Note: Here’s where to listen to this as a audio/podcast version.
Do you adore lyrical, thoughtful novels? I want to meet you! Thank you, blogosphere, for introducing me to blogger Angela Bell who I met through her love of books (especially given how I’m writing my own novels). Self-described as, “New England-born, Pennsylvania raised, and 100% Italian-American,” Angela’s posts are filled with intelligence. My favorite line of hers is, “While time marches on, life around you, if you allow it to, also becomes more interesting, more stimulating, and even a tad freer… and age, in fact, matters less and less.”
Here Angela teaches us how everyday forgotten abundance can be diverted from landfills and nourish us…
Making the Most of Stems and Scraps by Angela Bell
My daughter Emily is a Culinary Institute of America graduate with a nutrition certification from a Cornell program. She points out that if this (COVID19) confinement continues, we may have to learn to make better use of what we have. Recognizing that everyone is overwhelmed and probably worried about managing the household food right now, she and I had the following conversation.
Me: Can you give us some ideas for using our kitchen scraps?
Emily: Soup! If you have broccoli or cauliflower stems, dice them, add onion if you have it, and sweat in fat — oil, butter, rendered chicken fat, or bacon fat — over medium heat. When they’re soft, dust with flour and add chicken or vegetable stock. Stir to thicken, season, and puree. You’ve now made a classic French soup from kitchen scraps.
Me: You taught me to do this with whole broccoli and chicken stock. It’s delicious—a creamy soup without the cream.
Emily: You can make a vegetable stock with any vegetables or vegetable scraps you have on hand, or make a chicken or beef stock with bones leftover from a roast. The longer you simmer the stock, the more collagen you’ll extract. Collagen adds body and may have health benefits. Add vegetable scraps to the pot with the bones, cover with water, simmer for about two hours, strain, and season. Roast chicken or turkey carcasses make great stock, as do bones from beef roasts and fish bones for fish stock. Add that meat “jelly” in the bottom of the roasting pan, too—that’s pure collagen. If you have a pork bone, just throw it in with a pot of beans or a pot of spaghetti sauce, rather than make stock with it.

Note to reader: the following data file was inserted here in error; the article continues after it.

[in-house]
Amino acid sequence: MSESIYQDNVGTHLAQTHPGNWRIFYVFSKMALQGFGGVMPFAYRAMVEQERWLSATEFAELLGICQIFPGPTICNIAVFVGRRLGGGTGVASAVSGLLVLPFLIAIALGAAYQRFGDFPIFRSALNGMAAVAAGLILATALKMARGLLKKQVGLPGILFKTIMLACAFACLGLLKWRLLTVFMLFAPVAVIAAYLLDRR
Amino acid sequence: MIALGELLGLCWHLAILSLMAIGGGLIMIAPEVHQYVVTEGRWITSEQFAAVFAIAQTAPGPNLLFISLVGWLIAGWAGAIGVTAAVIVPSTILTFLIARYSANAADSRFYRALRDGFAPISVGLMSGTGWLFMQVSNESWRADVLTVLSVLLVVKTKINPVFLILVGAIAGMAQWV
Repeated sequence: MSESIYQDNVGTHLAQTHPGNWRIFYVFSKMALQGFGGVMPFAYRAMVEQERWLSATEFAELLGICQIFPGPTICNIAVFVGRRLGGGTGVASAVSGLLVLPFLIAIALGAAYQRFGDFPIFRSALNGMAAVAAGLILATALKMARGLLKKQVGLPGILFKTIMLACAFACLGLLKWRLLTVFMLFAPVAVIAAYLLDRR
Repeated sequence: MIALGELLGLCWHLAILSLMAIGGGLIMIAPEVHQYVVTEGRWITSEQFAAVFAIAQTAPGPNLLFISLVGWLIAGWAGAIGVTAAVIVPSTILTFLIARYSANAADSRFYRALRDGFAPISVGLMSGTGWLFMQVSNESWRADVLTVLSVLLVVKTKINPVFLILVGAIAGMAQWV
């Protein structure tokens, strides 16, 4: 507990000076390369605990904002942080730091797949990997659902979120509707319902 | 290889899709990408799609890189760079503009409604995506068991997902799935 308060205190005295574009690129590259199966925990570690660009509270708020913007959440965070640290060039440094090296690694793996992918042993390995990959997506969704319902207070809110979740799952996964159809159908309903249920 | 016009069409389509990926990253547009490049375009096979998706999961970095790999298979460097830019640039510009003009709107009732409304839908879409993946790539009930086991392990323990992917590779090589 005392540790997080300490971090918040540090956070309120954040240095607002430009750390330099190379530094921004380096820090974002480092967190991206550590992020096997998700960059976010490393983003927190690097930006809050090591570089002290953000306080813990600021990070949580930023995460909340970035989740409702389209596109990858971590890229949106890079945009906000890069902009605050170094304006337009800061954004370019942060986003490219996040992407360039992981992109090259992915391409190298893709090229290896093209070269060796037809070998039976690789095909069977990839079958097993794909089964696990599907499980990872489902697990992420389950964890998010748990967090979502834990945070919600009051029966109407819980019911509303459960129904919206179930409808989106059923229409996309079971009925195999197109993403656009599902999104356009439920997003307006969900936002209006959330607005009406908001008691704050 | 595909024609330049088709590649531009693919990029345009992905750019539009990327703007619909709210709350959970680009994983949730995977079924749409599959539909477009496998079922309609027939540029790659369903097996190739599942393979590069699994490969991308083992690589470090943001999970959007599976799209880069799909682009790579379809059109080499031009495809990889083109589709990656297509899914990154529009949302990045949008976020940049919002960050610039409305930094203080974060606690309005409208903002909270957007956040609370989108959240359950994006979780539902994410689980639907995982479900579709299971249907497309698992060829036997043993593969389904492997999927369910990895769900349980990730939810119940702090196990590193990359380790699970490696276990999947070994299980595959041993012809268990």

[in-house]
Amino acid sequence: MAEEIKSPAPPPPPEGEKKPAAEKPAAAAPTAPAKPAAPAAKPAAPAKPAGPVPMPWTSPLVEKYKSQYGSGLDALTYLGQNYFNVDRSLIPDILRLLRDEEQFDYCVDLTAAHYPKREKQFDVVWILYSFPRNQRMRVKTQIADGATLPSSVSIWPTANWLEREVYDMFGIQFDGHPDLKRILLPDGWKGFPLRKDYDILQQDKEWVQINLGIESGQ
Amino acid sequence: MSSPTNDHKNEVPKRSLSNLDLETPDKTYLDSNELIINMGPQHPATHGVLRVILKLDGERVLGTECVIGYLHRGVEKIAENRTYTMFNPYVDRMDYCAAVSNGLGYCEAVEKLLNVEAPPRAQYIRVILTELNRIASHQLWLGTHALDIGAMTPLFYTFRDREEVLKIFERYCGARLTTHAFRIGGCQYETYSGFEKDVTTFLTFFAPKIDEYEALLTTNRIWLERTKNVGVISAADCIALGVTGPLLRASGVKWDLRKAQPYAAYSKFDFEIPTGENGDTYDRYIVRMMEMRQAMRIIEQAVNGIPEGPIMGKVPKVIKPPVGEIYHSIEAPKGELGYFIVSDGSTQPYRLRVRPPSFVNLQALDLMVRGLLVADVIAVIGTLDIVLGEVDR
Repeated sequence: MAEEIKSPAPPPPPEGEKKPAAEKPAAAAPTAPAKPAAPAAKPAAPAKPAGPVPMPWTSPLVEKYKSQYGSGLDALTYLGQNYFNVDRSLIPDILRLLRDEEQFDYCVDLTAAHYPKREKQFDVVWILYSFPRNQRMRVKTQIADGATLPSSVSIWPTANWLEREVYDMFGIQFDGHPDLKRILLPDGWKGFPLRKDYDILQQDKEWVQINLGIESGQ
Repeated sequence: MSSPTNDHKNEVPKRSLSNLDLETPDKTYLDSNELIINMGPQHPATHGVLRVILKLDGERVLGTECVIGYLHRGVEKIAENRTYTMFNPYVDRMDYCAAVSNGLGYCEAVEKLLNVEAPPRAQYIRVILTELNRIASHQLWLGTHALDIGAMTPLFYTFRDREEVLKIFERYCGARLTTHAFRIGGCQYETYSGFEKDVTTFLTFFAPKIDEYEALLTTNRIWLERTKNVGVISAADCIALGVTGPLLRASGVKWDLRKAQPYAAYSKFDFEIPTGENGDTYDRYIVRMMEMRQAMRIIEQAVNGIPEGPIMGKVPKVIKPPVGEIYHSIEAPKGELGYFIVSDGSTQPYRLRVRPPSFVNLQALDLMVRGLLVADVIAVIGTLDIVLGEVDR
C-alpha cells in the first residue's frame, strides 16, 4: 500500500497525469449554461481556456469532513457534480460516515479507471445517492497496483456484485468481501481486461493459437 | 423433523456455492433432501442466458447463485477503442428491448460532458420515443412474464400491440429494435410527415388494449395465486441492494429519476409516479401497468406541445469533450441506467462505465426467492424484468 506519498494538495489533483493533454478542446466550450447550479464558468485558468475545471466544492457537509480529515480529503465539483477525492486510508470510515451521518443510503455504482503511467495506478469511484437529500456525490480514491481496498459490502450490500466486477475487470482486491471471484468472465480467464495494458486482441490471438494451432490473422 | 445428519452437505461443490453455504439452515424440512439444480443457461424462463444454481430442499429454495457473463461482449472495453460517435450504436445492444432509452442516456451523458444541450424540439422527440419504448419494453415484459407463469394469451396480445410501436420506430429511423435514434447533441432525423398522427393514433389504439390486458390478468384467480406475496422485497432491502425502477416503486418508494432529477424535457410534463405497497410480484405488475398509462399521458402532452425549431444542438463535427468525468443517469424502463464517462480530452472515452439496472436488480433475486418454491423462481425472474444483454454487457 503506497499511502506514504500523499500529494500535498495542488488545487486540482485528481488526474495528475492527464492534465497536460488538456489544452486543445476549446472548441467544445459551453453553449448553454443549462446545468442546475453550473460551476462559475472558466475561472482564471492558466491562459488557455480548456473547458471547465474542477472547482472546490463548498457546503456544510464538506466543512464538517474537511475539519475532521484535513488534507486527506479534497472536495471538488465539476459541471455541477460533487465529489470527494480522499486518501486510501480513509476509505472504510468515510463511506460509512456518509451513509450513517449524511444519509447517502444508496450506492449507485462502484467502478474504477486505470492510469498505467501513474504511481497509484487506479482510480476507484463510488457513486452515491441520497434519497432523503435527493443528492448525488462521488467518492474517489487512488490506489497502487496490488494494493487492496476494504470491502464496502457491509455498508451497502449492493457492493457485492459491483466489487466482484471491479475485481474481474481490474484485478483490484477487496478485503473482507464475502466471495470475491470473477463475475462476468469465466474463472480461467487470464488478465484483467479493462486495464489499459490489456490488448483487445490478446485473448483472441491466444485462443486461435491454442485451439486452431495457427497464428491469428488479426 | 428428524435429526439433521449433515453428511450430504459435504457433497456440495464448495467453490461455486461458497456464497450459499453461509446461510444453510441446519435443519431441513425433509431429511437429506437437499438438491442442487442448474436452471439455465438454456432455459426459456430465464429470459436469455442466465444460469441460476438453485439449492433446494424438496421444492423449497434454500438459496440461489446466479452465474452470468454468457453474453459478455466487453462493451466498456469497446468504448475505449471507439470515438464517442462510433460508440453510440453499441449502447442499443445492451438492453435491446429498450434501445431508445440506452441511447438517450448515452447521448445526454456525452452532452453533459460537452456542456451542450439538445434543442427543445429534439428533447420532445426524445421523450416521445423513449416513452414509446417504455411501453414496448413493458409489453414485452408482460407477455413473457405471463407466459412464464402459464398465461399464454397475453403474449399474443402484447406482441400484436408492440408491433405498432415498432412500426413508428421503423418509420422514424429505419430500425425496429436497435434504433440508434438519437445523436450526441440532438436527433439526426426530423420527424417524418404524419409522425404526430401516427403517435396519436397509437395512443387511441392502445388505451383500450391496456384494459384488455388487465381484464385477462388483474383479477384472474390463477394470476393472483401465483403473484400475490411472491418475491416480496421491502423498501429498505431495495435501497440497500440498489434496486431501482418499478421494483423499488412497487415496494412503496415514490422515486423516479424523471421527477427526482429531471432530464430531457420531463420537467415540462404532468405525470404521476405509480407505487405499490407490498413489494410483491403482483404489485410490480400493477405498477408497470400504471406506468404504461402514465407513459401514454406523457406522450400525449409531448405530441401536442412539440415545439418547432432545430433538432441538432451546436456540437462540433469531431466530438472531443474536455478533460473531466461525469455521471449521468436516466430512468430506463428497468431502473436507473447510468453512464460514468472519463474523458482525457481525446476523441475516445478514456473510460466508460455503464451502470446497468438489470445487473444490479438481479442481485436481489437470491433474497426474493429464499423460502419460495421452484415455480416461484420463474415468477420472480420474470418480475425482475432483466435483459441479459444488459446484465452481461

Me: If I don’t have time to make stock from a roast chicken carcass, I freeze it. All the flavor in the roast chicken, from the herbs or vegetables, roasted it with transfers to the stock. I add water and let the slow cooker do the rest, then strain when it’s done, cool, and use or freeze.
Me: You mentioned using bacon fat.
Emily: Save rendered bacon fat after cooling and straining, and use in place of olive oil or butter. It adds so much flavor! If you’re making soup or a stew, you can sauté anything that’s going into it in bacon fat first. This is another classical French technique. Refrigerate rendered fat and use within two weeks, or freeze.
Me: What else can we do with stock?
Emily: If we get to a point where we can’t get meat because of supply chain interruptions, we’ll appreciate having stock and rendered fats on hand for flavor. You can cook rice in it, add it to beans, use it to flavor sauce or gravy. I freeze stock in ice cube trays in case I want to deglaze a pan or thin out a sauce.
Me: Some of us have loaded up on fresh vegetables, perhaps more than we can use. How can we prevent waste?
Emily: If you have vegetables ready to expire, blanch, and freeze them. Some, like carrots or green peppers, can be sliced and frozen raw. For best results with vegetables that don’t freeze well, like celery or escarole, prepare a dish and freeze that. You can also make pestos. If you have a bunch of a particular herb, purée it in the blender or food processor, along with the flavorings or ingredients you like, and freeze in ice cube trays. You may want to add a bit of oil to facilitate this. Enjoy over pasta or add to other dishes for flavor.
Vegetable soup is a great way to use up miscellaneous vegetables. The key is not to overcook the vegetables. I sweat them until they’re about half cooked, then add the liquid and simmer just until they’re done. Use water if you don’t have stock—just season it well. You can add shredded leftover meat, rice, pasta, beans, whole grains like farro or bulgur.
When you’re going through the refrigerator or freezer, use a first in/first out mentality. Before buying food, think about using something from the freezer to free up space.
Me: I’ve promised myself I’m going to use up what I have on hand.
Emily: It’s going to take some planning and thought to prevent waste. That might mean taking a look every other day at your fresh fruits and veggies, then deciding to bake some apples or juice some lemons, or make a soup and freeze half of it.
Me: If you’re blessed to be healthy and practice good personal and kitchen hygiene, you can always leave a care package on a neighbor’s doorstep.
Emily: Absolutely, and if you’re experiencing food scarcity for financial reasons or an inability to get to the store, there are programs now to address that. Check with your municipality to see what is available in your area.
Here’s a longer version of this post at Angela’s site.
What are your tips for getting more out of less?